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But those are relatively minor issues, and overall I’m just delighted with the pattern, the fabric, and ultimately the end result. I can’t wait to both make more shirts using this pattern and play around with Liberty Tana Lawn more! In the meantime, I’m busy matching my Strawberry Thief shirt to all the dandy things in my wardrobe.

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15 thoughts on “Strawberry Thief Shirt

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  1. Fabulous job–that was a lot of work and the results show that it was well-worth it!! Love almost anything of William Morris and that era!


  2. Catching up on your blog posts – I love how you share the process! One of my goals for 2018 is to sew a button up shirt. I’ve been leaning towards the Harrison (I’m busty and a size 20) but I love the clean lines of this make of yours.


    1. Thank you so much! Being so detailed about the process as at least partially for my own memory, so I can go back and note what I did and what I want to change next time! I should be better about making notes on my pattern packages, but I’m not. You can definitely do it! I had never made a button up shirt before about a year ago and now I’ve made half a dozen (including some baby-sized versions for my niece and nephew!). I love the Harrison a lot; the fit right from the package is almost perfect on me, and the instructions are so good. I think it will be my go-to for solids and busier prints because I like the fit, but this more flat-front look is useful for directional/linear prints! Good luck!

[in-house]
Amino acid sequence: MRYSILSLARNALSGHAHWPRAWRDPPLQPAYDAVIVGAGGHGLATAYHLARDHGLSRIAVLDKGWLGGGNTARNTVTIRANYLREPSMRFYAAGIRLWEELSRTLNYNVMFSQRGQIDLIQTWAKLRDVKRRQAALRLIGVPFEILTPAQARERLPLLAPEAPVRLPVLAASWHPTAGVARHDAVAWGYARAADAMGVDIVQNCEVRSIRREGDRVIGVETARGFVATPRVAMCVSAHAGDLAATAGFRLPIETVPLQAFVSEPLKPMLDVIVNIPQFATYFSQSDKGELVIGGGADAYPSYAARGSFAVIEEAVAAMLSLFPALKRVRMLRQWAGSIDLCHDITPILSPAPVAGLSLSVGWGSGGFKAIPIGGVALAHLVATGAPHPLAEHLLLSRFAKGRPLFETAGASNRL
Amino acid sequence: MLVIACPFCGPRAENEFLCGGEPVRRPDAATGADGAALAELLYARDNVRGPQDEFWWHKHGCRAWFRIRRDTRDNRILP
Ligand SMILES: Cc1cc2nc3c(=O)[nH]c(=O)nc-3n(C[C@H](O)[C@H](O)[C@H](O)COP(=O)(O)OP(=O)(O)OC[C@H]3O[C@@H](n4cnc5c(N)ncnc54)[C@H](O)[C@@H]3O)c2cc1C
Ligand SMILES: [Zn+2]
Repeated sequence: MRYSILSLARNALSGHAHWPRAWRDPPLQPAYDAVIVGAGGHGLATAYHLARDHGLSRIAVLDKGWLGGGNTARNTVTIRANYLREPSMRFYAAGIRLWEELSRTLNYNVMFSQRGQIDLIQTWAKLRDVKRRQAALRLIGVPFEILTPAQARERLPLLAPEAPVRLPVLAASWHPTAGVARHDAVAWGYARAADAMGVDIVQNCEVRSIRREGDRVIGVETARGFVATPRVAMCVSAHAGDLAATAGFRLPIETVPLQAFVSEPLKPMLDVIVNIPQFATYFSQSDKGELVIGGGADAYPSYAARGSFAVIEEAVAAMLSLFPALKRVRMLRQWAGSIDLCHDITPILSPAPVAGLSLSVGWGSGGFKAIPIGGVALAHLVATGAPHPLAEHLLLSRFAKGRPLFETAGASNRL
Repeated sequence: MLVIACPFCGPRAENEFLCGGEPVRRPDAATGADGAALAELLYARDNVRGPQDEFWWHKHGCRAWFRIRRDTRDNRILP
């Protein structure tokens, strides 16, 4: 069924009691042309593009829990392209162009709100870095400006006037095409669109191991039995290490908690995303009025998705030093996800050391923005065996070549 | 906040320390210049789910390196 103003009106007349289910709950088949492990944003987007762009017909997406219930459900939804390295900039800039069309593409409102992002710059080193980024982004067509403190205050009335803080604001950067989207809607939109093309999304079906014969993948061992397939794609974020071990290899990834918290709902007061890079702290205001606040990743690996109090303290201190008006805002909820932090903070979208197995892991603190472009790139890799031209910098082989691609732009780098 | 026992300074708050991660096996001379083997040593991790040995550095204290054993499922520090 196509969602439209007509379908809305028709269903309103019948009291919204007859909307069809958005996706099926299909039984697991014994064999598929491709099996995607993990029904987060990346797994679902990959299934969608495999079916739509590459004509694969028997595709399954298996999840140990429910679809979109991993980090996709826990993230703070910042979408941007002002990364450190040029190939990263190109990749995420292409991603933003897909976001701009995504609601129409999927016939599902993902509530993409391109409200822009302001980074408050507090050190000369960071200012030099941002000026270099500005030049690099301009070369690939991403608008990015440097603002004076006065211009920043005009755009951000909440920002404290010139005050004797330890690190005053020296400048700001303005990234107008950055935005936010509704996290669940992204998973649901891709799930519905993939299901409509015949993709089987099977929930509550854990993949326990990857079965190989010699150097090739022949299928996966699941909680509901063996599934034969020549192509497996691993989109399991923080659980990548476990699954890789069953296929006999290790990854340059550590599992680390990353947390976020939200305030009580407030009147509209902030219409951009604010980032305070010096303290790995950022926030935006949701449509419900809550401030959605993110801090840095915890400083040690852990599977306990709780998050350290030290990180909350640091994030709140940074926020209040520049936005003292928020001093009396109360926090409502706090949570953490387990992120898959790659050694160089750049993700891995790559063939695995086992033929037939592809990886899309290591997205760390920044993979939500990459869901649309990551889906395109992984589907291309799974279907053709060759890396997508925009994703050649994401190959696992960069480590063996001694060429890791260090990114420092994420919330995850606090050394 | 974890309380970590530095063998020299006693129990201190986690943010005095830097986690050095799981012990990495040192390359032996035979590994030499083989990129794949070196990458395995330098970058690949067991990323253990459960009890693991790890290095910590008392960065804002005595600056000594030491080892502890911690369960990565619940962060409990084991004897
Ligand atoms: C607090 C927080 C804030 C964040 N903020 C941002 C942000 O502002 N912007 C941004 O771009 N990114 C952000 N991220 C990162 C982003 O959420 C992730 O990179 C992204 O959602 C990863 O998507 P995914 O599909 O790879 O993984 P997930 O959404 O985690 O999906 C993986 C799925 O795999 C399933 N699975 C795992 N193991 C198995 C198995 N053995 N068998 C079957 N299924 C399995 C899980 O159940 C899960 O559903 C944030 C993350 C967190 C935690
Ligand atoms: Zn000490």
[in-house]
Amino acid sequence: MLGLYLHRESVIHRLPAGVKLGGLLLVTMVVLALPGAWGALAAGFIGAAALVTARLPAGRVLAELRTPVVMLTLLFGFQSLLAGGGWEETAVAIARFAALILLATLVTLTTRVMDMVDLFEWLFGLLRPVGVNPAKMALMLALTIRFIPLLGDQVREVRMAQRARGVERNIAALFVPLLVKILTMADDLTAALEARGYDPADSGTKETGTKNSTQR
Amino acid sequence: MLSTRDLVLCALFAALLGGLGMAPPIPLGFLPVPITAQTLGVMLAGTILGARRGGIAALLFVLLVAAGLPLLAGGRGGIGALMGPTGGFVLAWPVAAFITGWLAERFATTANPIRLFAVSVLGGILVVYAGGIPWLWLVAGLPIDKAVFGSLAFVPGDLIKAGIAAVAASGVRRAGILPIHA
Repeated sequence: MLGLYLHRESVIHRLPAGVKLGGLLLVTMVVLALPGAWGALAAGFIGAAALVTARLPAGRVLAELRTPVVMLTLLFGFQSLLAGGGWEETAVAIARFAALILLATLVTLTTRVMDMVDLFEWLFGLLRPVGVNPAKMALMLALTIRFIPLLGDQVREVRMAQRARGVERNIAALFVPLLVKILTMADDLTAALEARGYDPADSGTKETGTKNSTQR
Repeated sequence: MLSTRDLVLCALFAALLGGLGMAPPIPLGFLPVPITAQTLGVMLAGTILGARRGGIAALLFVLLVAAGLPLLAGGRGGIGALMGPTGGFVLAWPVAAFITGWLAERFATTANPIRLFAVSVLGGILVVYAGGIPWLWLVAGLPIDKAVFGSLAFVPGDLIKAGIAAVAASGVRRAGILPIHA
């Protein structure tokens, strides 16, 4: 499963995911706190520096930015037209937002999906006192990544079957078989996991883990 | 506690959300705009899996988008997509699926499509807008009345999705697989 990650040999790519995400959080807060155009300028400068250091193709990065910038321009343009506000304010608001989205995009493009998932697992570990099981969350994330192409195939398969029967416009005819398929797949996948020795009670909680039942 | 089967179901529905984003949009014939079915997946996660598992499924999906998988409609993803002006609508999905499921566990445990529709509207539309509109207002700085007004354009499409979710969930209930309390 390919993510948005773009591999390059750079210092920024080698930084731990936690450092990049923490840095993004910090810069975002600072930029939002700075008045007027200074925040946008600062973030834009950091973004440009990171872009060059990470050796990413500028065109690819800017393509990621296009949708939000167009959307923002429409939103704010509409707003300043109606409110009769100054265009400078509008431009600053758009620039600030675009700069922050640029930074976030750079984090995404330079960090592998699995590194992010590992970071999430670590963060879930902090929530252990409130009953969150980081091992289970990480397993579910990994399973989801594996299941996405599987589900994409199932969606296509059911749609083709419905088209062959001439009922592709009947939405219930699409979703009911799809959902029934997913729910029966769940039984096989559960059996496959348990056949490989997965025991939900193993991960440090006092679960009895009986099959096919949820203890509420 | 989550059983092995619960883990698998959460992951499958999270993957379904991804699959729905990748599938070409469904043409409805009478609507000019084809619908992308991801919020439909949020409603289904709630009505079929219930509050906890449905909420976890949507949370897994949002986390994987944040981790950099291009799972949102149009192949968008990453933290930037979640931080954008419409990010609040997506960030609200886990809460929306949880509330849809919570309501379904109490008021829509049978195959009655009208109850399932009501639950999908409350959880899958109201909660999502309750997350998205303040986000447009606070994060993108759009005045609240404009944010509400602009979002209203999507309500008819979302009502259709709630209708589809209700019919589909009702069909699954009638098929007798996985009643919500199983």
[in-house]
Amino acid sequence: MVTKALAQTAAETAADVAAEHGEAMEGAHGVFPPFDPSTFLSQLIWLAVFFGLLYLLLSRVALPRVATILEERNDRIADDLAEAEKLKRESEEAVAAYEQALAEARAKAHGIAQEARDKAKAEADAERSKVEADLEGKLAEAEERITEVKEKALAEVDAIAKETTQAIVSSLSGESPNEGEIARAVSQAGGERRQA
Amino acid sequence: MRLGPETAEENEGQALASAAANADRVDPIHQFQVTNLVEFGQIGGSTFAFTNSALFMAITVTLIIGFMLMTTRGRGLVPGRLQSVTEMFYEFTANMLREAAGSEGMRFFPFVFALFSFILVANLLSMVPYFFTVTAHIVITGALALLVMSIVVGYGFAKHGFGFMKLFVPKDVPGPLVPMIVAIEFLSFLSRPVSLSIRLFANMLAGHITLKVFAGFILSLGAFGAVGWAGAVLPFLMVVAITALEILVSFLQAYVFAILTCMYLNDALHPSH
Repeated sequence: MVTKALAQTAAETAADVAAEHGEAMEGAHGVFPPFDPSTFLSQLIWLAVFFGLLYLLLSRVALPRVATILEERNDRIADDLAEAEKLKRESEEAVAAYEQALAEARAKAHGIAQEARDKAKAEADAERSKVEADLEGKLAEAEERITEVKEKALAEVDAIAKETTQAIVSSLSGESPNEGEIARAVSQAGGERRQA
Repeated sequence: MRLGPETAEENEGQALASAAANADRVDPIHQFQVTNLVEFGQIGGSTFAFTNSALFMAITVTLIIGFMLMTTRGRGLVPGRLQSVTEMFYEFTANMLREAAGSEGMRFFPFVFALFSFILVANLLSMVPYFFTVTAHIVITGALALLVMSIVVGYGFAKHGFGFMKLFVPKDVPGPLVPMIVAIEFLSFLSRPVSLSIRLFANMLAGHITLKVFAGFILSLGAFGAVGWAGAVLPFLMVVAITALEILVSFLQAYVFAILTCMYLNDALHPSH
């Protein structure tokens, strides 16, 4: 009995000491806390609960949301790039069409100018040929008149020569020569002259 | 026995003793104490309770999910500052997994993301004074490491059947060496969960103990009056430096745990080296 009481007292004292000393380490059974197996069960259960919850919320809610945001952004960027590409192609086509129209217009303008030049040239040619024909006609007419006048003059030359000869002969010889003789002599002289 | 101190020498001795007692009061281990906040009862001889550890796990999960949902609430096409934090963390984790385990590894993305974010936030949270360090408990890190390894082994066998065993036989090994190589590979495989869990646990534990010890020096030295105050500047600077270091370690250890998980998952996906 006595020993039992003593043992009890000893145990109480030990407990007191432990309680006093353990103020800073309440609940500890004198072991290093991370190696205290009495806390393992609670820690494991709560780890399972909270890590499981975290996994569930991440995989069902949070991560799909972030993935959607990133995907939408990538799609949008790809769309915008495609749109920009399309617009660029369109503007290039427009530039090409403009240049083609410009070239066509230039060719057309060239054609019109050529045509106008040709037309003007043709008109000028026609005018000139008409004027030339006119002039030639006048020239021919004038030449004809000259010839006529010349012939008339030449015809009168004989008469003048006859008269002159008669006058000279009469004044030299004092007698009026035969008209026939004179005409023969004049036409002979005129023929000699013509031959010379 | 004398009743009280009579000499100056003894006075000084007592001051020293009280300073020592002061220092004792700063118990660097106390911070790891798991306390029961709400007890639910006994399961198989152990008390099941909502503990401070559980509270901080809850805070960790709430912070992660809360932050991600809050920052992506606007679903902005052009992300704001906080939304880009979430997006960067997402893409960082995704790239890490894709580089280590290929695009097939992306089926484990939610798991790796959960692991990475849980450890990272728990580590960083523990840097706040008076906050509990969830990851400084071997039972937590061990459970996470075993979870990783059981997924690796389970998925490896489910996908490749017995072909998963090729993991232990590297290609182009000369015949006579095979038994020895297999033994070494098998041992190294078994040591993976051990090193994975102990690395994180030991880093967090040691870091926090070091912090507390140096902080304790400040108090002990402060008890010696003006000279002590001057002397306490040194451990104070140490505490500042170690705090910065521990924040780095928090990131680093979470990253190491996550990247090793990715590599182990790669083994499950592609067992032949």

3. Lovely shirt, inspiring read. I’ve been thinking about making the pattern they did for their sewsewdif magazine for myself. The wooster mens pants with a dropped crotch and interesting seamlines. Wouls requirelots of adjusting and like you said, might not ever work. I’m finding your journey from femme sewing to dandy sewing very inspiring.


  4. Lovely shirt, inspiring read. I’ve been thinking about making the pattern they did for their sewsewdif magazine for myself. The wooster mens pants with a dropped crotch and interesting seamlines. Wouls requirelots of adjusting and like you said, might not ever work. I’m finding your journey from femme sewing to dandy sewing very inspiring.


  5. This is such a lovely rendition of this shirt! It’s really neat to hear in- depth how you adjusted the pattern to your own unique shape.

    With the changes you made to the pattern, did you do a muslin or any other kind of fitting, or did you dive right in with that yummy fabric? I find myself exhausted before I even start at the idea of sewing not one, but TWO versions of a complicated garment… But also don’t want to mess up on my good fabric. What’s your approach?


    1. Thank you so much!

      I hate doing muslins, but this fabric was kind of precious so I did do one here. When I do make a muslin, I only do the barest amount needed to get an idea of fit, so here I did the front pieces, the back with just the outside yoke, and one sleeve. Enough to see how the shoulder, sleeve, and bust dart fit! It is kind of tiring and sometimes keeps me from approaching more complicated garments because of the idea of doing all that cutting and sewing twice, but if you can get it down to the bare minimum of pattern pieces and seams needed that helps.